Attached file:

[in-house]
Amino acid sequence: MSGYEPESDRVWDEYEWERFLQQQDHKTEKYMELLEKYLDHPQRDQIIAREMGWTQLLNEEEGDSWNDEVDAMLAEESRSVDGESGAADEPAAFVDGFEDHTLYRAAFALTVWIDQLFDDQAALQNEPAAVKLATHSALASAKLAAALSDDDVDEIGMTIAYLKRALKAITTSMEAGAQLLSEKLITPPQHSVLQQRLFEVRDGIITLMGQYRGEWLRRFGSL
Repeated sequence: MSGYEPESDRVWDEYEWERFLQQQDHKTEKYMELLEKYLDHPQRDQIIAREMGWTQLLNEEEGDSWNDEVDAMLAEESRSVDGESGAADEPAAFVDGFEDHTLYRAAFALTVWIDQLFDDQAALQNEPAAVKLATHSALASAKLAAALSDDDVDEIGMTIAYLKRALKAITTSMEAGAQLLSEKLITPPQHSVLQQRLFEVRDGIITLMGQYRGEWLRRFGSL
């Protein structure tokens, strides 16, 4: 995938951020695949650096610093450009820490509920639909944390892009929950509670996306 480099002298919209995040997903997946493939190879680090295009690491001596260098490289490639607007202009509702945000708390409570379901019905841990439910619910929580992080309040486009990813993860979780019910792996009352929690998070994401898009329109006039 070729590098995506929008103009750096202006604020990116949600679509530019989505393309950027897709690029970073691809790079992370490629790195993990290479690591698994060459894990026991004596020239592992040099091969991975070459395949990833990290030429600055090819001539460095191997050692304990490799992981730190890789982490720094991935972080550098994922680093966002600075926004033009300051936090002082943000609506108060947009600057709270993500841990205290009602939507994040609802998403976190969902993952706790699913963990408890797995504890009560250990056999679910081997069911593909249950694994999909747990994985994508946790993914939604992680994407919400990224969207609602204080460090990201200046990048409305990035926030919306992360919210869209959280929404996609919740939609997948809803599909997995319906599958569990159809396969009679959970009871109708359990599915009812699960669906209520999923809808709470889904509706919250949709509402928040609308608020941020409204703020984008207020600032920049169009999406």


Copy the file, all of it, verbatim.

[in-house]
Amino acid sequence: MSGYEPESDRVWDEYEWERFLQQQDHKTEKYMELLEKYLDHPQRDQIIAREMGWTQLLNEEEGDSWNDEVDAMLAEESRSVDGESGAADEPAAFVDGFEDHTLYRAAFALTVWIDQLFDDQAALQNEPAAVKLATHSALASAKLAAALSDDDVDEIGMTIAYLKRALKAITTSMEAGAQLLSEKLITPPQHSVLQQRLFEVRDGIITLMGQYRGEWLRRFGSL
Repeated sequence: MSGYEPESDRVWDEYEWERFLQQQDHKTEKYMELLEKYLDHPQRDQIIAREMGWTQLLNEEEGDSWNDEVDAMLAEESRSVDGESGAADEPAAFVDGFEDHTLYRAAFALTVWIDQLFDDQAALQNEPAAVKLATHSALASAKLAAALSDDDVDEIGMTIAYLKRALKAITTSMEAGAQLLSEKLITPPQHSVLQQRLFEVRDGIITLMGQYRGEWLRRFGSL
């Protein structure tokens, strides 16, 4: 995938951020695949650096610093450009820490509920639909944390892009929950509670996306 480099002298919209995040997903997946493939190879680090295009690491001596260098490289490639607007202009509702945000708390409570379901019905841990439910619910929580992080309040486009990813993860979780019910792996009352929690998070994401898009329109006039 070729590098995506929008103009750096202006604020990116949600679509530019989505393309950027897709690029970073691809790079992370490629790195993990290479690591698994060459894990026991004596020239592992040099091969991975070459395949990833990290030429600055090819001539460095191997050692304990490799992981730190890789982490720094991935972080550098994922680093966002600075926004033009300051936090002082943000609506108060947009600057709270993500841990205290009602939507994040609802998403976190969902993952706790699913963990408890797995504890009560250990056999679910081997069911593909249950694994999909747990994985994508946790993914939604992680994407919400990224969207609602204080460090990201200046990048409305990035926030919306992360919210869209959280929404996609919740939609997948809803599909997995319906599958569990159809396969009679959970009871109708359990599915009812699960669906209520999923809808709470889904509706919250949709509402928040609308608020941020409204703020984008207020600032920049169009999406």